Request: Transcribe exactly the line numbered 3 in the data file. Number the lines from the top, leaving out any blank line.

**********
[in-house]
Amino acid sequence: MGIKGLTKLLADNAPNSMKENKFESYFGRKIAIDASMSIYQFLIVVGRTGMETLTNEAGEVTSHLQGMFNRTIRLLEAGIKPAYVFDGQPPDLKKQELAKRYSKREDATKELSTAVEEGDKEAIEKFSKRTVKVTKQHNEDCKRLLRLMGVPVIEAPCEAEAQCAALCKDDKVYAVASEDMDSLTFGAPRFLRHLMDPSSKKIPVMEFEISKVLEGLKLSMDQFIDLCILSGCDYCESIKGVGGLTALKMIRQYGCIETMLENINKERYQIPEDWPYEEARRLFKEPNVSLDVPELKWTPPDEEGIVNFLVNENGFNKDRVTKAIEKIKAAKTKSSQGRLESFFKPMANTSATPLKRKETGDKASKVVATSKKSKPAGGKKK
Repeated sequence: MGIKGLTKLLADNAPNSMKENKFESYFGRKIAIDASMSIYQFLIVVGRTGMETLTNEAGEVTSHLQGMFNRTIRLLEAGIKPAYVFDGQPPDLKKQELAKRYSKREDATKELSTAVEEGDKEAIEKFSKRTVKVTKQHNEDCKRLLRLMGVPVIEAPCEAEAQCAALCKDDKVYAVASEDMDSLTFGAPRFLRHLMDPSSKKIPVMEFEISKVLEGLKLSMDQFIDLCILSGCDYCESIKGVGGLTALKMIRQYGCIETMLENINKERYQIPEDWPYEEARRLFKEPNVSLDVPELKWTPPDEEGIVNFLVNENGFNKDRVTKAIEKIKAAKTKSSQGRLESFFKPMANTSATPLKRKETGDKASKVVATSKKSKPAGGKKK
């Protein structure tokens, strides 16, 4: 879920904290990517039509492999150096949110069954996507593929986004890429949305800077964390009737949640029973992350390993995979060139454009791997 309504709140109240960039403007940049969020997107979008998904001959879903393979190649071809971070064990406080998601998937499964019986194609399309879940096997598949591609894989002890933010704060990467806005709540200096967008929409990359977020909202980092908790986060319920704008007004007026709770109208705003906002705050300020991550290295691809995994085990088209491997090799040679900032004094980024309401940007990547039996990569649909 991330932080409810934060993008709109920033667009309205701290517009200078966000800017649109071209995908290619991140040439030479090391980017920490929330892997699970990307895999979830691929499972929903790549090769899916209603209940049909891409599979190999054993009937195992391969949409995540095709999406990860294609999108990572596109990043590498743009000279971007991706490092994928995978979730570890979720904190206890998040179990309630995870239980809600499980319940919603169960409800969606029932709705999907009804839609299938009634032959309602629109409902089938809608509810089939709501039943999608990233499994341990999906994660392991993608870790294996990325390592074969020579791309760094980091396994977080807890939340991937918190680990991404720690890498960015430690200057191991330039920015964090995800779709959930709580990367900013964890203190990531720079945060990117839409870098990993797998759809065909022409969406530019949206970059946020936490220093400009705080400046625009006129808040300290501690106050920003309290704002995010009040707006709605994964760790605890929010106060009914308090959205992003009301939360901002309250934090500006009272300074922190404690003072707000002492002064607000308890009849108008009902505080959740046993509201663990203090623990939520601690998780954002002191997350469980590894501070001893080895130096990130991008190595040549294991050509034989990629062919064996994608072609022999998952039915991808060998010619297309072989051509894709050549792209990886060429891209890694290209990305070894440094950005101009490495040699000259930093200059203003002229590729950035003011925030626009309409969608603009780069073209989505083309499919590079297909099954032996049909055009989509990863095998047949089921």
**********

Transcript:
Repeated sequence: MGIKGLTKLLADNAPNSMKENKFESYFGRKIAIDASMSIYQFLIVVGRTGMETLTNEAGEVTSHLQGMFNRTIRLLEAGIKPAYVFDGQPPDLKKQELAKRYSKREDATKELSTAVEEGDKEAIEKFSKRTVKVTKQHNEDCKRLLRLMGVPVIEAPCEAEAQCAALCKDDKVYAVASEDMDSLTFGAPRFLRHLMDPSSKKIPVMEFEISKVLEGLKLSMDQFIDLCILSGCDYCESIKGVGGLTALKMIRQYGCIETMLENINKERYQIPEDWPYEEARRLFKEPNVSLDVPELKWTPPDEEGIVNFLVNENGFNKDRVTKAIEKIKAAKTKSSQGRLESFFKPMANTSATPLKRKETGDKASKVVATSKKSKPAGGKKK